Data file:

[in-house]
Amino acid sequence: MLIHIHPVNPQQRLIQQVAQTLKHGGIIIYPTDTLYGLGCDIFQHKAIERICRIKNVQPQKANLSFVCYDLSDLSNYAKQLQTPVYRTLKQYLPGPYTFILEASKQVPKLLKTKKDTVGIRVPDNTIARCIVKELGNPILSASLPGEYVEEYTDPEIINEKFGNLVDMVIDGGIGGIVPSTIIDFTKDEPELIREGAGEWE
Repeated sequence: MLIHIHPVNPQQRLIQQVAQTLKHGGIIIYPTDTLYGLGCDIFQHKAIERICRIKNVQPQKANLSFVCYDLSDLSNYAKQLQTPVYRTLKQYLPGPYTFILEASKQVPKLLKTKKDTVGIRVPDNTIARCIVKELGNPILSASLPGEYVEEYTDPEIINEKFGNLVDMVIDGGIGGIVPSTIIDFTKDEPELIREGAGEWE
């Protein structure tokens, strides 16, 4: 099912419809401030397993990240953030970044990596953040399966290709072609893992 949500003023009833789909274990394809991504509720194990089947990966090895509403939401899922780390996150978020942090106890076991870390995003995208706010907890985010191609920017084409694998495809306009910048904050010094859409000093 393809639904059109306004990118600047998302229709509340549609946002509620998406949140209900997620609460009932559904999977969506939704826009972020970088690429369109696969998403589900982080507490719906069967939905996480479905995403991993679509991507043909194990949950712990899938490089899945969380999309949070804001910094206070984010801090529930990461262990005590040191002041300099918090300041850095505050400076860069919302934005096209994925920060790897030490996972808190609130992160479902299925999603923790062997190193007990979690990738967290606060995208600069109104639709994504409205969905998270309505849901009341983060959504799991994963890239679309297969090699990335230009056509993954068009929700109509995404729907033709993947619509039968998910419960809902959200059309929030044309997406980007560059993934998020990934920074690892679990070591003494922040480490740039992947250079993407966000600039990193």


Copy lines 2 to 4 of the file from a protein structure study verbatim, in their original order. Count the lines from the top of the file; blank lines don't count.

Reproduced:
Amino acid sequence: MLIHIHPVNPQQRLIQQVAQTLKHGGIIIYPTDTLYGLGCDIFQHKAIERICRIKNVQPQKANLSFVCYDLSDLSNYAKQLQTPVYRTLKQYLPGPYTFILEASKQVPKLLKTKKDTVGIRVPDNTIARCIVKELGNPILSASLPGEYVEEYTDPEIINEKFGNLVDMVIDGGIGGIVPSTIIDFTKDEPELIREGAGEWE
Repeated sequence: MLIHIHPVNPQQRLIQQVAQTLKHGGIIIYPTDTLYGLGCDIFQHKAIERICRIKNVQPQKANLSFVCYDLSDLSNYAKQLQTPVYRTLKQYLPGPYTFILEASKQVPKLLKTKKDTVGIRVPDNTIARCIVKELGNPILSASLPGEYVEEYTDPEIINEKFGNLVDMVIDGGIGGIVPSTIIDFTKDEPELIREGAGEWE
């Protein structure tokens, strides 16, 4: 099912419809401030397993990240953030970044990596953040399966290709072609893992 949500003023009833789909274990394809991504509720194990089947990966090895509403939401899922780390996150978020942090106890076991870390995003995208706010907890985010191609920017084409694998495809306009910048904050010094859409000093 393809639904059109306004990118600047998302229709509340549609946002509620998406949140209900997620609460009932559904999977969506939704826009972020970088690429369109696969998403589900982080507490719906069967939905996480479905995403991993679509991507043909194990949950712990899938490089899945969380999309949070804001910094206070984010801090529930990461262990005590040191002041300099918090300041850095505050400076860069919302934005096209994925920060790897030490996972808190609130992160479902299925999603923790062997190193007990979690990738967290606060995208600069109104639709994504409205969905998270309505849901009341983060959504799991994963890239679309297969090699990335230009056509993954068009929700109509995404729907033709993947619509039968998910419960809902959200059309929030044309997406980007560059993934998020990934920074690892679990070591003494922040480490740039992947250079993407966000600039990193």